How are responsible travel and sustainable development related?
Well, there will be no tourism sector in the future if it is not based on principles of sustainability, such as environmental protection, cultural preservation and respect for local communities. Tourism can bring immense benefits if managed in the appropriate manner, such as increasing awareness about eco-friendly practices, promoting decent jobs with gender-balanced focus and inducing economic development involving local communities, for instance.
However, if the tourism community, including the traveler, does not commit to those principles, the impact of the sector can have a negative effect, thus responsible travel is essential to ensure we all work towards a more sustainable future.
What is responsible travel?
Responsible travel is one that respects the environment, the culture and the local communities and promotes socio-economic benefits for all. Navigating the mighty Mekong River in a slow boat. Savoring the authentic cuisine of a street vendor in Morocco. Reflecting on life’s mysteries amid the ancient burial grounds of Angkor.
The diversity of our world unites us and gives us the chance to explore, engage and experience the best that local culture and communities have to offer. We will all be better people if we honor people and planet in our travelling.
One could argue, that the social, economic and environmental impact of tourism should lead us to travel less. Why are travel and tourism important?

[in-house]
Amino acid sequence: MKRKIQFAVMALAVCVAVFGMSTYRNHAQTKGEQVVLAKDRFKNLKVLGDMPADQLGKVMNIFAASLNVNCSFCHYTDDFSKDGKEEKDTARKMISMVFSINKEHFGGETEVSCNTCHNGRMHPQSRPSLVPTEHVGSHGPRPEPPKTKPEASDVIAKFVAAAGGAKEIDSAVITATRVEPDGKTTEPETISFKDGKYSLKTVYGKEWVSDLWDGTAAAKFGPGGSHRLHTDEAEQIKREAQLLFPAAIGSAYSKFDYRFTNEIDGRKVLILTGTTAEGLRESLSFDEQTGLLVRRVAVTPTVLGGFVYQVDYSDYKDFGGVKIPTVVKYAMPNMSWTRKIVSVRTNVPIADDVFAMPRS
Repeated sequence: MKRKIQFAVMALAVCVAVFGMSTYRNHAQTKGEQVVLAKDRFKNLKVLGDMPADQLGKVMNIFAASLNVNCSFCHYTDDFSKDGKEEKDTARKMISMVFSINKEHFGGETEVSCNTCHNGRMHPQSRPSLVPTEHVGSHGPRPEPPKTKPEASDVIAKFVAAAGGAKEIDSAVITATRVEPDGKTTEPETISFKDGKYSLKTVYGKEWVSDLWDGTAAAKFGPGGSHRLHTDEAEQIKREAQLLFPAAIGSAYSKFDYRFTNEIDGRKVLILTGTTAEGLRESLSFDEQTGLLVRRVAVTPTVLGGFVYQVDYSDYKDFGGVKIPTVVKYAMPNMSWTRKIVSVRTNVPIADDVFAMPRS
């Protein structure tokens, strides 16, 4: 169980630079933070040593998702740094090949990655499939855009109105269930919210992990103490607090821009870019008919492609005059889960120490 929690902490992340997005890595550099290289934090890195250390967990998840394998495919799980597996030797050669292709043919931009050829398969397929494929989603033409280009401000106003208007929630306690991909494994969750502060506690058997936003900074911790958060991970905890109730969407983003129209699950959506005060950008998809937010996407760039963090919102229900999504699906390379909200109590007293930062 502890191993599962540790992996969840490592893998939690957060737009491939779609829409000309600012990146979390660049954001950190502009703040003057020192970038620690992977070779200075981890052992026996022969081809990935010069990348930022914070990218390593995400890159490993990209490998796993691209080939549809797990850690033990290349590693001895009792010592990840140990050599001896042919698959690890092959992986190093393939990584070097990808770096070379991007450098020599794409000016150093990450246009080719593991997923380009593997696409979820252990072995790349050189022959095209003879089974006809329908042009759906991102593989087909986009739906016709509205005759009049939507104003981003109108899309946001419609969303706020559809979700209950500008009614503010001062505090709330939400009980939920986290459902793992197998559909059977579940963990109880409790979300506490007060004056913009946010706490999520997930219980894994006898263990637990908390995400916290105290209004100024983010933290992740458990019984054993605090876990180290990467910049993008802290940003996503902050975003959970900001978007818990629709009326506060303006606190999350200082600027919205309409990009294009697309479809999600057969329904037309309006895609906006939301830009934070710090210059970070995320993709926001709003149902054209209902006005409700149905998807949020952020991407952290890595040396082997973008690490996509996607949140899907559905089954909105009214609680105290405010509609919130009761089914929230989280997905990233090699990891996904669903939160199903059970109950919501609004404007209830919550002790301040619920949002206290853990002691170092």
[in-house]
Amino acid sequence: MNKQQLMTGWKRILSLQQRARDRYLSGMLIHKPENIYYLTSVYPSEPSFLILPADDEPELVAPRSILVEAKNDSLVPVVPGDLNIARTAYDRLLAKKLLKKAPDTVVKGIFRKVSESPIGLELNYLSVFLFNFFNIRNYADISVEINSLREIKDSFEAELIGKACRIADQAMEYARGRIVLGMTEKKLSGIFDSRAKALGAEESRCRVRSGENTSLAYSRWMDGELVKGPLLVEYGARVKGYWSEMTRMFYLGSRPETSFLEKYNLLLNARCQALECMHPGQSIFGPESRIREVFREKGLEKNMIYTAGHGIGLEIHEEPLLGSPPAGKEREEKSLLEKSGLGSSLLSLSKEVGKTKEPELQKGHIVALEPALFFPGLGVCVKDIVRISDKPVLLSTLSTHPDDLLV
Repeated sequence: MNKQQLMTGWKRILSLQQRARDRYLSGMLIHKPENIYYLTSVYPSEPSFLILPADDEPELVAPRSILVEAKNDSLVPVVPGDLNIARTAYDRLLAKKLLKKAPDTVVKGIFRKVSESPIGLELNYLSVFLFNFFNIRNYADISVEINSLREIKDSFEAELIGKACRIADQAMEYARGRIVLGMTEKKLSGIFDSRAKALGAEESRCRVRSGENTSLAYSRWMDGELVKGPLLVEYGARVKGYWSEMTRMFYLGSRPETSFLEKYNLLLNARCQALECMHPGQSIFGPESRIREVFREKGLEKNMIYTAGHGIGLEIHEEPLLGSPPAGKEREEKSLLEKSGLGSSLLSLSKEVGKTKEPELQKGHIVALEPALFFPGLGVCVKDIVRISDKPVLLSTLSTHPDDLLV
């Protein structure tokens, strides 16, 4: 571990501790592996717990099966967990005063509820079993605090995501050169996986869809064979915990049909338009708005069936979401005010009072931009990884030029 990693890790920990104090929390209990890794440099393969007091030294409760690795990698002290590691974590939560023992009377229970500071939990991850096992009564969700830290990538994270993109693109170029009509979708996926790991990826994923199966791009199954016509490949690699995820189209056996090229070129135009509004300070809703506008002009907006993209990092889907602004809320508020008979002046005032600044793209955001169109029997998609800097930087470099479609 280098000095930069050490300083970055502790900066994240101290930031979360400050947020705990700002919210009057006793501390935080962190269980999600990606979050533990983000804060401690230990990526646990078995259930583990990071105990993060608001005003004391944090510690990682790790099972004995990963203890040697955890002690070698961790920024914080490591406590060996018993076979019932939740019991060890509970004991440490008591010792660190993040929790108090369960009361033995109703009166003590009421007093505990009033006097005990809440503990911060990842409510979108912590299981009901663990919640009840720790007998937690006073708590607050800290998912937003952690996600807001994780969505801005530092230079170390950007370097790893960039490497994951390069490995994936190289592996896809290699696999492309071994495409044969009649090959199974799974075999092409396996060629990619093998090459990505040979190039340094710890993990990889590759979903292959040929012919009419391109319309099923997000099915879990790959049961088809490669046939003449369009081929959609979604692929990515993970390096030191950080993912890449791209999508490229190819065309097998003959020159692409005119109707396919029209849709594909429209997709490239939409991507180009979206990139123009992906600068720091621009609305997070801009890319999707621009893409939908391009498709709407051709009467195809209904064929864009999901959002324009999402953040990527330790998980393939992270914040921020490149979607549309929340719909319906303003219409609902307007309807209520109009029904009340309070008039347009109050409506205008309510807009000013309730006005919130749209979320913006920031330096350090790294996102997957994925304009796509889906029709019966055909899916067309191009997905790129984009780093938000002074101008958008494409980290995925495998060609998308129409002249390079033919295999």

Travel and tourism create jobs (especially for women and youth), gives people opportunities to build a better life, generates resources for cultural and environmental protection, helps revive rural and urban areas, brings people closer together and makes us better people.
In 1950, only 25 million people were travelling internationally. Today, tourism has become not only part of our culture, an expression of the genuine human curiosity to discover the world, but also a right in itself.
Tourism will continue increasing as it did in the last years. According to UNWTO forecast as mentioned we will reach 1.8 billion people travelling across the world in 2030. This is a reality that cannot be changed, but we can work to capitalize to the maximum its benefits while minimizing possible negative impacts. There is no bad growth, only growth which is badly managed. The International Year is all about this.
According to the UN, travel contributes to the strengthening of world peace. Can you explain this?
This can be a very simple and obvious concept but with an immense repercussion. By travelling we do not only acquire knowledge about the cultural background of a certain destination. We also incorporate a new thinking and a new sensitivity about the issues, concerns and challenges of the outer world.
Following this approach, tourism has contributed to intercultural dialogue and has helped nations in reconciliation processes. This is one of the pillars that require much attention as the benefits are quite needed in many contexts.
What do you hope to accomplish throughout the Year?
We have high expectations that literally evolve every day because of the commitment of all parties involved in the International Year. I believe that UNWTO and all parties would be satisfied if we increase awareness of those involved and not involved in the tourism sector, if we can improve the position of the tourism sector at the core of the development agenda, and if we bring a deeper understanding of the dimensions and immense benefits of tourism to all societies.
At the end of the Year, we should have governments, companies and tourists more aware of the role they can play in building a better future through tourism.
Can you, as an independent traveler, really make a difference?
Sure. Simple actions can have great repercussions. For instance, protecting the heritage that we visit, buying local products, not supporting actions that lead to human rights infringement are attitudes that should be assumed by travelers. Imagine one action multiplied by billions of tourists and the impact that can have.